George MacDonald

(10 December 1824 – 18 September 1905 / Huntly, Aberdeenshire, Scotland)

Rejoice - Poem by George MacDonald

'Rejoice,' said the Sun; 'I will make thee gay
With glory and gladness and holiday;
I am dumb, O man, and I need thy voice!'
But man would not rejoice.

'Rejoice in thyself,' said he, 'O Sun,
For thy daily course is a lordly one;
In thy lofty place rejoice if thou can:
For me, I am only a man.'

'Rejoice,' said the Wind; 'I am free and strong,
And will wake in thy heart an ancient song;
Hear the roaring woods, my organ noise!'
But man would not rejoice.

'Rejoice, O Wind, in thy strength,' said he,
'For thou fulfillest thy destiny;
Shake the forest, the faint flowers fan;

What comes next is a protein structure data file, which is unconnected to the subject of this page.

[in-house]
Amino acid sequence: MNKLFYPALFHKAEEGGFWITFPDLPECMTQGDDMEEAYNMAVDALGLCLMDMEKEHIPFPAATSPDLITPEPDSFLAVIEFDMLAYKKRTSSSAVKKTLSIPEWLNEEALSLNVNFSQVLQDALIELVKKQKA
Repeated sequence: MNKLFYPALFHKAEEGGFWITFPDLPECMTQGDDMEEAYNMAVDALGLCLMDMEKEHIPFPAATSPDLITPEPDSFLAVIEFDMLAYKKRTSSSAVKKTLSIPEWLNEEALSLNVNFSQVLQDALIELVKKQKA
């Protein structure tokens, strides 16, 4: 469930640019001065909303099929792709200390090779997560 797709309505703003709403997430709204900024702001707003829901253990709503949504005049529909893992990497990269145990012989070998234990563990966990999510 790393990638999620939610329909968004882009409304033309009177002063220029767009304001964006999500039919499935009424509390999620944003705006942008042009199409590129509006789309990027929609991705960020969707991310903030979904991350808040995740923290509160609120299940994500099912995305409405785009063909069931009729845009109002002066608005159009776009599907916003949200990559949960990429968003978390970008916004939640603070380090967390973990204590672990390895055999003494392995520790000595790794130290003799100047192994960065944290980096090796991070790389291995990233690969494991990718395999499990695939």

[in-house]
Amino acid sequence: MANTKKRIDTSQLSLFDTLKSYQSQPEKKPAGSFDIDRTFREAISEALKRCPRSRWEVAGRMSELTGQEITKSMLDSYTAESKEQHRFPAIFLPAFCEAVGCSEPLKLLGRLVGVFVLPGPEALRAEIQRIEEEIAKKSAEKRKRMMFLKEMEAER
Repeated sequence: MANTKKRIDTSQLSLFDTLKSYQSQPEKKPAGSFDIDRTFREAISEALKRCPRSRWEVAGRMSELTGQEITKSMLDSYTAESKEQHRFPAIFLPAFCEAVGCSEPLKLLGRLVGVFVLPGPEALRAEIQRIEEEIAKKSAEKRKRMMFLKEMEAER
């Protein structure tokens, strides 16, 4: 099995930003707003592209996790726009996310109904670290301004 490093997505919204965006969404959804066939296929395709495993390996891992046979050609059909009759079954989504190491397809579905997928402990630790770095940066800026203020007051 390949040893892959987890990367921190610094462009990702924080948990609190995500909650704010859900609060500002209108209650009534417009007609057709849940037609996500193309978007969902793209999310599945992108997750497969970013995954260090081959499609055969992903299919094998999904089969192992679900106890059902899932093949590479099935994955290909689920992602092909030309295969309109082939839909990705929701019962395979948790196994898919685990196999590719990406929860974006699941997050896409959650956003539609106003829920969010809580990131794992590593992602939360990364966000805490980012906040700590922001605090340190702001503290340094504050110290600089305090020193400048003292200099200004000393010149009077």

For me, I am only a man.'

'Rejoice,' said the Night, 'with moon and star,
For the Sun and the Wind are gone afar;
I am here with rest and dreaming choice!'
But man would not rejoice;

For he said-'What is rest to me, I pray,
Whose labour leads to no gladsome day?
He only can dream who has hope behind:
Alas for me and my kind!'

Then a voice that came not from moon or star,
From the sun, or the wind that roved afar,
Said, 'Man, I am with thee-hear my voice!'
And man said, 'I rejoice.'


Comments about Rejoice by George MacDonald

There is no comment submitted by members..



Read this poem in other languages

This poem has not been translated into any other language yet.

I would like to translate this poem »

word flags

What do you think this poem is about?



Poem Submitted: Friday, April 9, 2010



[Report Error]